User-Centered Design

Q: User-Centered Design
In terms of features, functionality, layout and design, WordPress is highly customizable. It does not constrain developers to a specific structure, forms and modules. Access to the core code allows for independent development of any custom modules.
According to its creators at W3C, Cascading Style Sheets “represents a simple mechanism for adding style (e.g. fonts, colors, spacing) to web documents.” This implies the following for XXXX’s website:
CSS is a standard layout language for the web—one that controls colors, typography, and the size and placement of elements and images.
Though precise and powerful, CSS is easy to author by hand.
It is a bandwidth–friendly technology: a single 10K CSS document can control the appearance of an entire website, comprising thousands of pages and hundreds of megabytes.
CSS is intended by its creators (W3C) to replace HTML table-based layouts, frames, and other presentational hacks.
CSS, together with other web standards such as XHTML, helps us separate style from content, making the web more accessible, and opening it up to more powerful applications and technologies to come.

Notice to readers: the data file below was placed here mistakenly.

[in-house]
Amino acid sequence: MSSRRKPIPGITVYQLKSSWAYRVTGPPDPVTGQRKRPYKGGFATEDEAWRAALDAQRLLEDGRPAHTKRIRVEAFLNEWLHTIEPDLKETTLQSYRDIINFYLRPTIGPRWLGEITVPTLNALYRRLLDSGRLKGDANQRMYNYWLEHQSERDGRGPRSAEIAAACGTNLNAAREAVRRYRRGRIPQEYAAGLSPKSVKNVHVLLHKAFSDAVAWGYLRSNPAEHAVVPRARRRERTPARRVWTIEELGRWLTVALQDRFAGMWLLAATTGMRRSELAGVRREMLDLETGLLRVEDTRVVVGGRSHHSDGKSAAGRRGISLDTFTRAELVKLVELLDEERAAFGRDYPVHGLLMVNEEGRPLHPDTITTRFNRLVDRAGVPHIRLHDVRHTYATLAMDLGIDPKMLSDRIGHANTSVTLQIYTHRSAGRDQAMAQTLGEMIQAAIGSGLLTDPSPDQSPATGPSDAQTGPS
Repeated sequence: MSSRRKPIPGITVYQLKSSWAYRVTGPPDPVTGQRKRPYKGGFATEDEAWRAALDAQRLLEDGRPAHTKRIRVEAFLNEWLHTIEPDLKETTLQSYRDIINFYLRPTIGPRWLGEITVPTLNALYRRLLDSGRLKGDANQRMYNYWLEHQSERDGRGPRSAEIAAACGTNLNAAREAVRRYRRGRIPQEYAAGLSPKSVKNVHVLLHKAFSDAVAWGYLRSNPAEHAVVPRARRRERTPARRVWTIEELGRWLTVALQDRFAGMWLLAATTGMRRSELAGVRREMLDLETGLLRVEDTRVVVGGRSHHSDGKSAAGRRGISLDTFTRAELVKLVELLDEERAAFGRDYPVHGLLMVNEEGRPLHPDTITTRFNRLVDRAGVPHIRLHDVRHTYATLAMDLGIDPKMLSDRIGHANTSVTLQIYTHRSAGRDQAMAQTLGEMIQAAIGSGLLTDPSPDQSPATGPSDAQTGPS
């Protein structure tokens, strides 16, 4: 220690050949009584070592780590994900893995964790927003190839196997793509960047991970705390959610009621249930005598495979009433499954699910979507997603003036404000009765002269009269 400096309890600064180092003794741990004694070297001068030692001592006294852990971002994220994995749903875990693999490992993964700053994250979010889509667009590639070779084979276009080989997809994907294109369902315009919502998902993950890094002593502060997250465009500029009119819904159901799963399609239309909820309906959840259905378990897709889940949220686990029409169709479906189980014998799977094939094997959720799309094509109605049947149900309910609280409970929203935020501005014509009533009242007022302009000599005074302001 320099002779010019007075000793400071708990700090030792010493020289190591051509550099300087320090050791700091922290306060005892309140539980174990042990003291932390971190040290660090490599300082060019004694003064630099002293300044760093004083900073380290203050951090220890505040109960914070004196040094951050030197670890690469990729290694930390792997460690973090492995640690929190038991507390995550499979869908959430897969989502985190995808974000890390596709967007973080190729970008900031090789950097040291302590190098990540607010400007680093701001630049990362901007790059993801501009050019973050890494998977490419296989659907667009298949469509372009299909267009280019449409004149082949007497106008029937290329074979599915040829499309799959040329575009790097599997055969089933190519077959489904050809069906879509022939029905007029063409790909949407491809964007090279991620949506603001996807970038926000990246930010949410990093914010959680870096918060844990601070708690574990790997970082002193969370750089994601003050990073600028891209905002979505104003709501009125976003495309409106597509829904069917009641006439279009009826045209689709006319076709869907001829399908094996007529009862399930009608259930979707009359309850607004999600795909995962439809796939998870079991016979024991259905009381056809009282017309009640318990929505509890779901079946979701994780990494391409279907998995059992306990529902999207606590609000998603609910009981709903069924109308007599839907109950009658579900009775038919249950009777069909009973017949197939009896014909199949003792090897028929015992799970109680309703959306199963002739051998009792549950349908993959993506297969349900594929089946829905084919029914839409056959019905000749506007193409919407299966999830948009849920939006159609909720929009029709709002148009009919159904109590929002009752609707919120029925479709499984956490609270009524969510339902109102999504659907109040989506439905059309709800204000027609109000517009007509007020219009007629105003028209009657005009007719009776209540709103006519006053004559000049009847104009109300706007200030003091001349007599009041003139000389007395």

Laying out pages with CSS instead of HTML tables—or using CSS simply to replace redundant, non–standard HTML hacks, such as invalid extensions to the tag or the tag—provides the following benefits:
Conserved bandwidth (less mark-up for visitors to download)
Reduced design/development, updating and maintenance time
Increased accessibility (fewer, or no, HTML tables; no invalid junk mark-up)
Adherence to W3C recommendations, improving interoperability and ensuring greater longevity (sites will not become obsolete)
Better, more professional appearance (line–height, borders, padding, margins)
Increased readability (line–height, borders, padding, margins)
Easier transition in the future to more powerful standards such as XML (because page content no longer contains junk mark-up)

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